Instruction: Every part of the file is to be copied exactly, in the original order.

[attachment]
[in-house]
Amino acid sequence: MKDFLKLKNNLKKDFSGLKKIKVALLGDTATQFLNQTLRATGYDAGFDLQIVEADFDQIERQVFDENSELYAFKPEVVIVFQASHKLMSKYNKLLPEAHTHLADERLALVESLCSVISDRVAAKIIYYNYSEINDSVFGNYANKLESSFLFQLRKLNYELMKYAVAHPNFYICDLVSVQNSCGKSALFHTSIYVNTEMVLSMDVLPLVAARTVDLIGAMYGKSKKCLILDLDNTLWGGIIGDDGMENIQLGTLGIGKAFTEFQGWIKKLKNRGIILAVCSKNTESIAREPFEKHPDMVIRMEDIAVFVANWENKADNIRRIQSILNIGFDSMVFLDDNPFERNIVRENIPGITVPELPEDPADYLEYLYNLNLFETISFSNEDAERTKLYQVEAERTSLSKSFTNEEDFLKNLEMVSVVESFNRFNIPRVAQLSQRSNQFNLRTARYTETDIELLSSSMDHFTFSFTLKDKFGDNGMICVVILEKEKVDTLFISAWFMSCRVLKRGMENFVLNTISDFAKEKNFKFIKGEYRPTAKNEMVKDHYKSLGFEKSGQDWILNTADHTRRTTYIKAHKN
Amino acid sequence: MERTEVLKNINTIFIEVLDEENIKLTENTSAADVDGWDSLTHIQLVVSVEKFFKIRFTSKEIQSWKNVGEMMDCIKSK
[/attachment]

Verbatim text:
[in-house]
Amino acid sequence: MKDFLKLKNNLKKDFSGLKKIKVALLGDTATQFLNQTLRATGYDAGFDLQIVEADFDQIERQVFDENSELYAFKPEVVIVFQASHKLMSKYNKLLPEAHTHLADERLALVESLCSVISDRVAAKIIYYNYSEINDSVFGNYANKLESSFLFQLRKLNYELMKYAVAHPNFYICDLVSVQNSCGKSALFHTSIYVNTEMVLSMDVLPLVAARTVDLIGAMYGKSKKCLILDLDNTLWGGIIGDDGMENIQLGTLGIGKAFTEFQGWIKKLKNRGIILAVCSKNTESIAREPFEKHPDMVIRMEDIAVFVANWENKADNIRRIQSILNIGFDSMVFLDDNPFERNIVRENIPGITVPELPEDPADYLEYLYNLNLFETISFSNEDAERTKLYQVEAERTSLSKSFTNEEDFLKNLEMVSVVESFNRFNIPRVAQLSQRSNQFNLRTARYTETDIELLSSSMDHFTFSFTLKDKFGDNGMICVVILEKEKVDTLFISAWFMSCRVLKRGMENFVLNTISDFAKEKNFKFIKGEYRPTAKNEMVKDHYKSLGFEKSGQDWILNTADHTRRTTYIKAHKN
Amino acid sequence: MERTEVLKNINTIFIEVLDEENIKLTENTSAADVDGWDSLTHIQLVVSVEKFFKIRFTSKEIQSWKNVGEMMDCIKSK